WASHINGTON (AP) — The health care law's seemingly endless problems are giving congressional Republicans a much-needed boost by helping them move past the government shutdown debacle and focus on a theme for the 2014 elections.
Republicans' approval ratings plunged during last month's partial shutdown and worrisome talk of a possible U.S. debt default.
Now the GOP is back on offense.
Republicans pillory administration officials at congressional hearings.
They note that millions of people are losing their medical insurance despite President Barack Obama's promise that it wouldn't happen.
And they point to the program's flawed enrollment process.
Conservative groups are pouring money into ad campaigns reminding voters that many Democrats had promised that Americans could keep their current insurance policies.
These groups are especially targeting Democratic senators facing tough races next year.
SAN JOSE, Calif. (AP) — The family of a Silicon Valley engineer who amassed one of the nation's most extensive historic military vehicle collections is giving the tanks, missile launchers and armored vehicles to a Massachusetts-based museum that will preserve and display some of them.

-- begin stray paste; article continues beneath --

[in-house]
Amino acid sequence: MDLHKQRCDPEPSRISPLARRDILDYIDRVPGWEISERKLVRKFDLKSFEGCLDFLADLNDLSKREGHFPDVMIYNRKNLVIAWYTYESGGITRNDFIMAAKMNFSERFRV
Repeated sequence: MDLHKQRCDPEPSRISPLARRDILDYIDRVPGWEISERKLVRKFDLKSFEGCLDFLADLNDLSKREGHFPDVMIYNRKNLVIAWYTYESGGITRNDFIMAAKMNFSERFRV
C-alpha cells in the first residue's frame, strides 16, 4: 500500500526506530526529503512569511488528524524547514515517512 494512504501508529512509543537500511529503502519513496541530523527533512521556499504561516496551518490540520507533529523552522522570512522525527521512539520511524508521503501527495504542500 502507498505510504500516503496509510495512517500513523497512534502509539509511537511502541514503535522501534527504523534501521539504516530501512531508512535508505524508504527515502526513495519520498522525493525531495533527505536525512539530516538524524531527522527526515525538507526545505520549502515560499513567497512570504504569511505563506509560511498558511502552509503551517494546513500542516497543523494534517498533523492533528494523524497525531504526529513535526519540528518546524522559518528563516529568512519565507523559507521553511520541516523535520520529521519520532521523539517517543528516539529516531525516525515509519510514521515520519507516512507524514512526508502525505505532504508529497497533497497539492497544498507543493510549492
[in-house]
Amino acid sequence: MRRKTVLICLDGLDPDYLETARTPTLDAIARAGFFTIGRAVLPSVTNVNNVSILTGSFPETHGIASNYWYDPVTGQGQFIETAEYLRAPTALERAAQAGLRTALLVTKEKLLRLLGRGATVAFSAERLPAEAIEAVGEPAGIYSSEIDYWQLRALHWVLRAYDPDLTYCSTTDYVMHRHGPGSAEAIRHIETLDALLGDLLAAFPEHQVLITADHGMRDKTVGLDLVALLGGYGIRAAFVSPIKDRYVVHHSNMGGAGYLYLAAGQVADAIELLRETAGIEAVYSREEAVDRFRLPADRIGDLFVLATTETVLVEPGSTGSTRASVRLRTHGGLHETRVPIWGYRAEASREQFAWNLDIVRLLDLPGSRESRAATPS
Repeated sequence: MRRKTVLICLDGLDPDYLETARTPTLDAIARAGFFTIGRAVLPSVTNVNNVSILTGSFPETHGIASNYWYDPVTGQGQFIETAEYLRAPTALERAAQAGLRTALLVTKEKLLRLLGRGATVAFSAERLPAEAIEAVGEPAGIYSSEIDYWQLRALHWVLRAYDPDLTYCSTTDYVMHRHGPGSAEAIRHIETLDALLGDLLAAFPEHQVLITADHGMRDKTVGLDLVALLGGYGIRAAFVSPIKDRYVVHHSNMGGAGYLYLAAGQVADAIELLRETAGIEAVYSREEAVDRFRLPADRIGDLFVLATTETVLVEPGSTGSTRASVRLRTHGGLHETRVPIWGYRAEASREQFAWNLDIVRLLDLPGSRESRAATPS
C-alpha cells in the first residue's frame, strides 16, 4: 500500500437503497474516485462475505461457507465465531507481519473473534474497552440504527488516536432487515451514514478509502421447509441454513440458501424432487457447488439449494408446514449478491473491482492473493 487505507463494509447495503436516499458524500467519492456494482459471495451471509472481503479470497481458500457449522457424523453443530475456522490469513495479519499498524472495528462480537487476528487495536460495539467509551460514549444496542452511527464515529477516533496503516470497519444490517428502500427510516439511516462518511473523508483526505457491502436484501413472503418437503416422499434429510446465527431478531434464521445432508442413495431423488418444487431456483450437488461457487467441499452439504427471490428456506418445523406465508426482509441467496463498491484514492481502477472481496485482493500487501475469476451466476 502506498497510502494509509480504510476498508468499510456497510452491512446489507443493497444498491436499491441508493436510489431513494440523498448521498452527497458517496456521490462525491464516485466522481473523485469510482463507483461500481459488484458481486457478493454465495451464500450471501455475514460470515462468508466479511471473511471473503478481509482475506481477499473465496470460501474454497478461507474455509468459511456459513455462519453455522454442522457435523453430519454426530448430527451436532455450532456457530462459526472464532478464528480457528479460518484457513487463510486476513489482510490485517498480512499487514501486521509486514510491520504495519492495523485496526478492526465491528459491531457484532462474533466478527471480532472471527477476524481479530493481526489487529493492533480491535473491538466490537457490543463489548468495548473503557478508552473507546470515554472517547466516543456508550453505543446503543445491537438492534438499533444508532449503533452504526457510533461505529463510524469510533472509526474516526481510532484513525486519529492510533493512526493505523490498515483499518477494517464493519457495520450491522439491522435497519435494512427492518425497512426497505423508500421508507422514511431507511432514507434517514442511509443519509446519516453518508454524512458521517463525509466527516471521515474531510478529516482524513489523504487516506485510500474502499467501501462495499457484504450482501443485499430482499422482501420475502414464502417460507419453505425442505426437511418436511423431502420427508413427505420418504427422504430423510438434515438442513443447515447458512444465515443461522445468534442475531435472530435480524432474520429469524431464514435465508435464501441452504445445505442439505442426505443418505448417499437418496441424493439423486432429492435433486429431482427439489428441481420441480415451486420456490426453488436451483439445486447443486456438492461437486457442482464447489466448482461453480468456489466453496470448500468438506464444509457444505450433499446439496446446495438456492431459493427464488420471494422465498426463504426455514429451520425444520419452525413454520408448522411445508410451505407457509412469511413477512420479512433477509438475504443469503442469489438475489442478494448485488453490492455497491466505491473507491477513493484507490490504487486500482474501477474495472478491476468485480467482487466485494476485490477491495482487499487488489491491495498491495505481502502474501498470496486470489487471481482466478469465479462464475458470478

Until now, the $30 million fleet of tanks has been refurbished and housed in seven storage sheds on a family estate up a winding, forested road above Silicon Valley; they are visited only under privately arranged tours.
But in a deal inked on July 4 and announced Monday in honor of Veteran's Day, the 240 pieces have been signed over to The Collings Foundation, which preserves historic military aircraft and now plans to add a new military vehicle museum at its Stow, Mass., headquarters.
SPRINGFIELD, Ill. (AP) — The annual Veterans Day parade in Illinois' capital city has a new rule this year: No politicians, and no campaigning.
The (Springfield) State Journal-Register reports the change is part of an effort to refocus the event on the military men and women who served the country.
Organizers also are banning participants from throwing candy to people lining the streets downtown Springfield.
Sam Montalbano is a parade organizer. He says World War II veterans "aren't going to be around much longer" and it's time to salute them.
Monday's parade will honor all veterans.
Politicians who served in the military may participate with their veterans groups, but they can't do any campaigning.
Instead of candy, participants will hand out small American flags.